There were lots of them,
they were hairy,
they were wet,
they were too big.
There was no room for them.
But the capybaras couldn’t go home
because hunting season had begun.
In The Capybaras, all was calm for a flock of hens who were living a restful and peaceful life in their coop. One day, a group of capybaras appeared, creating confusion and an element of excitement among the chickens. The hens quickly established rules and boundaries for the capybaras, assertively informing them not to make any noise or exit the water. However, the two groups quickly band together once it was realized that the capybaras hunting season was to begin. Soon enough, the capybaras were keeping the chickens company in the coop. Once hunting season ended, the chickens and capybaras left the farm together as newly found friends.
The idea of a children’s book featuring capybaras is unique, this one being exceptionally captivating. One wonders how the chickens will react to their visitors, adding a new level of hilarity since hens and capybaras are unlikely to interact in the real world. The author makes it altogether plausible and convinces the reader that the chickens have a legitimate problem.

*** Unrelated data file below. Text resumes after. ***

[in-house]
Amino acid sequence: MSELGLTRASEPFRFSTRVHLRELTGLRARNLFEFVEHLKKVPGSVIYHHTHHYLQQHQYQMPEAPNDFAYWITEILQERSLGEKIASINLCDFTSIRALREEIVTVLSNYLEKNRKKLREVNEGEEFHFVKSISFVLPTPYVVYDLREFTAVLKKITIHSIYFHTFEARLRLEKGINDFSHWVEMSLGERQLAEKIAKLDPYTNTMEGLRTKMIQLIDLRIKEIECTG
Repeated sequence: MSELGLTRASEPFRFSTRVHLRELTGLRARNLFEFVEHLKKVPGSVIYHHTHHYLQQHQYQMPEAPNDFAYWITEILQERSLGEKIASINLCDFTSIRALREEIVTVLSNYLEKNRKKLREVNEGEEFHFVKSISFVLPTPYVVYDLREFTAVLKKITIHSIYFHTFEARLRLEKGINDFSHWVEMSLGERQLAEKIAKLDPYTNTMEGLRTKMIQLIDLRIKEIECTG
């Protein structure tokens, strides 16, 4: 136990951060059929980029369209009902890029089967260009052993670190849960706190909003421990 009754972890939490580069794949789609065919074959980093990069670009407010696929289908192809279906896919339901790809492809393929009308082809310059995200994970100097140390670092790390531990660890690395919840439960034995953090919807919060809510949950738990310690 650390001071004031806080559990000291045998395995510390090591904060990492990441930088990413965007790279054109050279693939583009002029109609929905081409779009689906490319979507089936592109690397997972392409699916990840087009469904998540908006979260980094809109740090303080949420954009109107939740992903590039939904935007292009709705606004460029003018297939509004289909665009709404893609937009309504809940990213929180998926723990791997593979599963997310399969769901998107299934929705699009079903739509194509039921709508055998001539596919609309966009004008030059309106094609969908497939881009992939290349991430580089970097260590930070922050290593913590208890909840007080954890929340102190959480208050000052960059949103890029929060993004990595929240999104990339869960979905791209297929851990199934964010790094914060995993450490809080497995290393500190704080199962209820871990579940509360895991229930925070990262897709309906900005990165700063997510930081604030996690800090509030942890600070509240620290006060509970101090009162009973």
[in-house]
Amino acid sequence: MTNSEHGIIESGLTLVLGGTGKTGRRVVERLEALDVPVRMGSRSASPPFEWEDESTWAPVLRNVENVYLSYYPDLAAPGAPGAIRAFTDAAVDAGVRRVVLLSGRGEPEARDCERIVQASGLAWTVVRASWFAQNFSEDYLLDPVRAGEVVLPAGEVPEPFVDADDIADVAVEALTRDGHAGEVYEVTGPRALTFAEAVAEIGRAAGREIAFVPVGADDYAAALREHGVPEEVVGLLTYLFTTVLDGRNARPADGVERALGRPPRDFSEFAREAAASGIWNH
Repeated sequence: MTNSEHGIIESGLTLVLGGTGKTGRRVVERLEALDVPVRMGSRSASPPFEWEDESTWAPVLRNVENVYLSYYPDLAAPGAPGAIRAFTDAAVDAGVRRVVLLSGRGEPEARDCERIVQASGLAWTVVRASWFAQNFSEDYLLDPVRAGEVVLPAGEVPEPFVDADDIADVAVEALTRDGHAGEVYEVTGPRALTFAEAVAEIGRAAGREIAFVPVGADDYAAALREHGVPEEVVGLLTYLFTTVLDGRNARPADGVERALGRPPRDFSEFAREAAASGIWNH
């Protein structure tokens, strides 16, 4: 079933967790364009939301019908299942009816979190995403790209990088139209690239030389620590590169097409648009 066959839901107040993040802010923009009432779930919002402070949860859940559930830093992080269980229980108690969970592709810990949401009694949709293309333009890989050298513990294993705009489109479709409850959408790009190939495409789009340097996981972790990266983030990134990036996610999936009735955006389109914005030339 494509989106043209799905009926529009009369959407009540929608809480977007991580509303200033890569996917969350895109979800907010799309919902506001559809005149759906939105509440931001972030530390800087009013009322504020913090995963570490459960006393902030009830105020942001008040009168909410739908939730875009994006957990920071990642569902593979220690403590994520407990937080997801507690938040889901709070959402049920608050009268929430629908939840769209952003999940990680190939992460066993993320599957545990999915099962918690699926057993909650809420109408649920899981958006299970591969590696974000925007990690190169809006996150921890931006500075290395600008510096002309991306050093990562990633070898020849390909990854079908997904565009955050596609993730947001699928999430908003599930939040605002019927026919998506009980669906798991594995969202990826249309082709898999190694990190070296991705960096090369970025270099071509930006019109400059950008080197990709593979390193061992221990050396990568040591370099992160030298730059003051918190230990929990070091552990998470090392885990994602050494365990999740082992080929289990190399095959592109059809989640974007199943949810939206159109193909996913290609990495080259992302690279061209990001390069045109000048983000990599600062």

In addition to the unconventional nature of the text, the illustrations in The Capybaras are engrossing and unusual in their starkness and scant use of colour. The detailed drawings mostly feature blacks, greys, and browns, but are highlighted with a bright red colour sparingly used on each page, either for the hens’ combs, the hunters’ ballcaps, or the red roof of the chicken coop. It has an appealing effect. To break up the potential monotony of colour, some pages feature full-page illustrations while others have comic book-like panels. The pencil work is fine and detailed, lending great expression to the animals’ faces, especially the element of fear on the capybaras faces in contrast with the haughtiness of the chickens. All of these elements combine to create a fun and joyful book.
Roxy Garstad is the Collections Librarian at MacEwan University in Edmonton, Alberta.